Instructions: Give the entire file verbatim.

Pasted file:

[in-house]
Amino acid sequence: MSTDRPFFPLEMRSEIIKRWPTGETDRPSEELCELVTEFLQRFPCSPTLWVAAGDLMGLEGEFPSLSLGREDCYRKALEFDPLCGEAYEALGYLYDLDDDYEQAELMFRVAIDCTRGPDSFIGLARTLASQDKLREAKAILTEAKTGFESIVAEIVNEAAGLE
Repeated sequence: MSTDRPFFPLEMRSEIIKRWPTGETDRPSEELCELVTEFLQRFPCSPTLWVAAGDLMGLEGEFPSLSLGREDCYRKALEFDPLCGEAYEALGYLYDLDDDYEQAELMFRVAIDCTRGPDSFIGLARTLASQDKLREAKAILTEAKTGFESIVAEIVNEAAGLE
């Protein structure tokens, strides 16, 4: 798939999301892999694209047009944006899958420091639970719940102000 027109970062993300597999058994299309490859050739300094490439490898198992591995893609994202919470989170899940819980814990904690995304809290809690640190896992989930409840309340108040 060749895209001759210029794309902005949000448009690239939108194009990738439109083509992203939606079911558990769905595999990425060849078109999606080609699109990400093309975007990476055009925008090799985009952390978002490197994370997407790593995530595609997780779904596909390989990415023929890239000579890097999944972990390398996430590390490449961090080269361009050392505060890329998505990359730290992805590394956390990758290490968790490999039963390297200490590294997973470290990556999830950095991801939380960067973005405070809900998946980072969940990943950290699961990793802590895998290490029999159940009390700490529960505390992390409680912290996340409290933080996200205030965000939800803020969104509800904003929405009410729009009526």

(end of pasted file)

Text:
[in-house]
Amino acid sequence: MSTDRPFFPLEMRSEIIKRWPTGETDRPSEELCELVTEFLQRFPCSPTLWVAAGDLMGLEGEFPSLSLGREDCYRKALEFDPLCGEAYEALGYLYDLDDDYEQAELMFRVAIDCTRGPDSFIGLARTLASQDKLREAKAILTEAKTGFESIVAEIVNEAAGLE
Repeated sequence: MSTDRPFFPLEMRSEIIKRWPTGETDRPSEELCELVTEFLQRFPCSPTLWVAAGDLMGLEGEFPSLSLGREDCYRKALEFDPLCGEAYEALGYLYDLDDDYEQAELMFRVAIDCTRGPDSFIGLARTLASQDKLREAKAILTEAKTGFESIVAEIVNEAAGLE
């Protein structure tokens, strides 16, 4: 798939999301892999694209047009944006899958420091639970719940102000 027109970062993300597999058994299309490859050739300094490439490898198992591995893609994202919470989170899940819980814990904690995304809290809690640190896992989930409840309340108040 060749895209001759210029794309902005949000448009690239939108194009990738439109083509992203939606079911558990769905595999990425060849078109999606080609699109990400093309975007990476055009925008090799985009952390978002490197994370997407790593995530595609997780779904596909390989990415023929890239000579890097999944972990390398996430590390490449961090080269361009050392505060890329998505990359730290992805590394956390990758290490968790490999039963390297200490590294997973470290990556999830950095991801939380960067973005405070809900998946980072969940990943950290699961990793802590895998290490029999159940009390700490529960505390992390409680912290996340409290933080996200205030965000939800803020969104509800904003929405009410729009009526």